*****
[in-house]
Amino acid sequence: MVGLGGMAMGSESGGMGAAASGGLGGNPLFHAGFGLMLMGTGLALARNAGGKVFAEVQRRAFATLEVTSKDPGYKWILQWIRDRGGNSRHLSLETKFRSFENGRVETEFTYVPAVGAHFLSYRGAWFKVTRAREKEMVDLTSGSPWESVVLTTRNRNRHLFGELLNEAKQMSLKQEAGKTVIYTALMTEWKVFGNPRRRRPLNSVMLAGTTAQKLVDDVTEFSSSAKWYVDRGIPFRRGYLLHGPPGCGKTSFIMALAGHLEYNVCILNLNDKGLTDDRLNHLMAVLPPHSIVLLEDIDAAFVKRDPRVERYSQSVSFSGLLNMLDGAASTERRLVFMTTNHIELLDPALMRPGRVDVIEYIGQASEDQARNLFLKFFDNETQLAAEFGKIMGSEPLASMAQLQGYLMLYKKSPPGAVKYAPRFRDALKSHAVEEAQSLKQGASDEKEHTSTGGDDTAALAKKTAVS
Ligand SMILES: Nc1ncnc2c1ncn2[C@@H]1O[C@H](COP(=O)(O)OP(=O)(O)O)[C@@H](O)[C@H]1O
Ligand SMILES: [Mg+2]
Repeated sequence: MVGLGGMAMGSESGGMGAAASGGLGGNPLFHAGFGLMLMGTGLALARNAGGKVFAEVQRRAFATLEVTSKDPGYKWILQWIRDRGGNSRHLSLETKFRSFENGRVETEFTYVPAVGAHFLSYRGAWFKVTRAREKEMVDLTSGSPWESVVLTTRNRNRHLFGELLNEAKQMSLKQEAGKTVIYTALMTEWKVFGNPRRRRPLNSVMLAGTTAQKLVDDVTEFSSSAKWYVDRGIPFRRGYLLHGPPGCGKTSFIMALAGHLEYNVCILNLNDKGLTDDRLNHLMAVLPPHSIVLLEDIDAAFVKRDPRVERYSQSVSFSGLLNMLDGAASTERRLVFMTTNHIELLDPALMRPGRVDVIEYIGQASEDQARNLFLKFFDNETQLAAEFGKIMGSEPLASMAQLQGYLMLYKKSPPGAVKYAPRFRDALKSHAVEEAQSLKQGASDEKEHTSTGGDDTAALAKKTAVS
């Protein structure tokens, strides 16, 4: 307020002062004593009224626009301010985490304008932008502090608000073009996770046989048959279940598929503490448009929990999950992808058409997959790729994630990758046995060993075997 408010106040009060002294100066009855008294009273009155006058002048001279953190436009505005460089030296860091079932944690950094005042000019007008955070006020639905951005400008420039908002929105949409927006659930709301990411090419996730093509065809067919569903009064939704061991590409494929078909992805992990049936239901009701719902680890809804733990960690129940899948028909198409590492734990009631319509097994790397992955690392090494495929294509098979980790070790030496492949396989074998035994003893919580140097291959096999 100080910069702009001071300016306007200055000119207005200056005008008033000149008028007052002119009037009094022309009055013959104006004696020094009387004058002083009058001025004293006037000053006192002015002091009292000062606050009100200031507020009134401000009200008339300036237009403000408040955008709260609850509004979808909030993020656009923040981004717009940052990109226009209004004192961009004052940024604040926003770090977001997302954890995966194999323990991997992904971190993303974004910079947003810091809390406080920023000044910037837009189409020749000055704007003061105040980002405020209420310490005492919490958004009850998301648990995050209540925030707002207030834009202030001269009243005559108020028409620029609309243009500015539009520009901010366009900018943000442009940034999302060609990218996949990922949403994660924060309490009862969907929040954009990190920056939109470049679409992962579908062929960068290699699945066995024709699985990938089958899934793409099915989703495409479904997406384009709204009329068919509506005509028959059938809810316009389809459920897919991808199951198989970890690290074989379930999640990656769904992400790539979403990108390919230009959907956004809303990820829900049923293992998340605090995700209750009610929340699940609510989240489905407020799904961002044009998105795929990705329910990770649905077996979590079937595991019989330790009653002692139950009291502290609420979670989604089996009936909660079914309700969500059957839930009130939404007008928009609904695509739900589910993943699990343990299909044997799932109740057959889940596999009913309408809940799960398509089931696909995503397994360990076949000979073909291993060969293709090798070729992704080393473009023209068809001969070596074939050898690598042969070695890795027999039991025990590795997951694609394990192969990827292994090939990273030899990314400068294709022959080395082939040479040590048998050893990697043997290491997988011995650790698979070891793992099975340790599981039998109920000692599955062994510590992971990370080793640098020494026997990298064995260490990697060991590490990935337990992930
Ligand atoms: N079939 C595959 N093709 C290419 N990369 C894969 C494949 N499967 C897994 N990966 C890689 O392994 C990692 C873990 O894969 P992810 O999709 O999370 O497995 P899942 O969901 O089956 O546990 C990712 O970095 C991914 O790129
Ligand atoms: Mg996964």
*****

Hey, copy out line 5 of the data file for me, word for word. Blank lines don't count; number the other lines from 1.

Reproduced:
Repeated sequence: MVGLGGMAMGSESGGMGAAASGGLGGNPLFHAGFGLMLMGTGLALARNAGGKVFAEVQRRAFATLEVTSKDPGYKWILQWIRDRGGNSRHLSLETKFRSFENGRVETEFTYVPAVGAHFLSYRGAWFKVTRAREKEMVDLTSGSPWESVVLTTRNRNRHLFGELLNEAKQMSLKQEAGKTVIYTALMTEWKVFGNPRRRRPLNSVMLAGTTAQKLVDDVTEFSSSAKWYVDRGIPFRRGYLLHGPPGCGKTSFIMALAGHLEYNVCILNLNDKGLTDDRLNHLMAVLPPHSIVLLEDIDAAFVKRDPRVERYSQSVSFSGLLNMLDGAASTERRLVFMTTNHIELLDPALMRPGRVDVIEYIGQASEDQARNLFLKFFDNETQLAAEFGKIMGSEPLASMAQLQGYLMLYKKSPPGAVKYAPRFRDALKSHAVEEAQSLKQGASDEKEHTSTGGDDTAALAKKTAVS